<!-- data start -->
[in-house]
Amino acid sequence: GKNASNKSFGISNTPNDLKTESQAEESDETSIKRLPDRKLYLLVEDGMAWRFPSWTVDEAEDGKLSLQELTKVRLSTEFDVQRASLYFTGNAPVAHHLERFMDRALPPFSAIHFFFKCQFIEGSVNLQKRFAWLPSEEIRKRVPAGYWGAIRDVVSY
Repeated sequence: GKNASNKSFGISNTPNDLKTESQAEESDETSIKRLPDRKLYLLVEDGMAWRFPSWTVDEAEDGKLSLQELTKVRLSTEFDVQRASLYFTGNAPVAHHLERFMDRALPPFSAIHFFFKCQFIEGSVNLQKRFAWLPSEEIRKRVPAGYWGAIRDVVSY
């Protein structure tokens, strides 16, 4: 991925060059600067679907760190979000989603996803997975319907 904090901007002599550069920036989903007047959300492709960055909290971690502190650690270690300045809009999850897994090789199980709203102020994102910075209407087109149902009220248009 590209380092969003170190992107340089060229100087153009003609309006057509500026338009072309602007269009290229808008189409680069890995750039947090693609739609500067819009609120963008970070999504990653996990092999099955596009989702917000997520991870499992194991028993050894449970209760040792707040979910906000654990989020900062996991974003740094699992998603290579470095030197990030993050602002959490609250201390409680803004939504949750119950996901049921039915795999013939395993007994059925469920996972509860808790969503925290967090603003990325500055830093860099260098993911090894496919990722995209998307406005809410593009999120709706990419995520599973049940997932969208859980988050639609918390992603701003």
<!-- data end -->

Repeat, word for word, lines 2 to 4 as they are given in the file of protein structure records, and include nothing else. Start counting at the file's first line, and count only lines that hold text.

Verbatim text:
Amino acid sequence: GKNASNKSFGISNTPNDLKTESQAEESDETSIKRLPDRKLYLLVEDGMAWRFPSWTVDEAEDGKLSLQELTKVRLSTEFDVQRASLYFTGNAPVAHHLERFMDRALPPFSAIHFFFKCQFIEGSVNLQKRFAWLPSEEIRKRVPAGYWGAIRDVVSY
Repeated sequence: GKNASNKSFGISNTPNDLKTESQAEESDETSIKRLPDRKLYLLVEDGMAWRFPSWTVDEAEDGKLSLQELTKVRLSTEFDVQRASLYFTGNAPVAHHLERFMDRALPPFSAIHFFFKCQFIEGSVNLQKRFAWLPSEEIRKRVPAGYWGAIRDVVSY
């Protein structure tokens, strides 16, 4: 991925060059600067679907760190979000989603996803997975319907 904090901007002599550069920036989903007047959300492709960055909290971690502190650690270690300045809009999850897994090789199980709203102020994102910075209407087109149902009220248009 590209380092969003170190992107340089060229100087153009003609309006057509500026338009072309602007269009290229808008189409680069890995750039947090693609739609500067819009609120963008970070999504990653996990092999099955596009989702917000997520991870499992194991028993050894449970209760040792707040979910906000654990989020900062996991974003740094699992998603290579470095030197990030993050602002959490609250201390409680803004939504949750119950996901049921039915795999013939395993007994059925469920996972509860808790969503925290967090603003990325500055830093860099260098993911090894496919990722995209998307406005809410593009999120709706990419995520599973049940997932969208859980988050639609918390992603701003």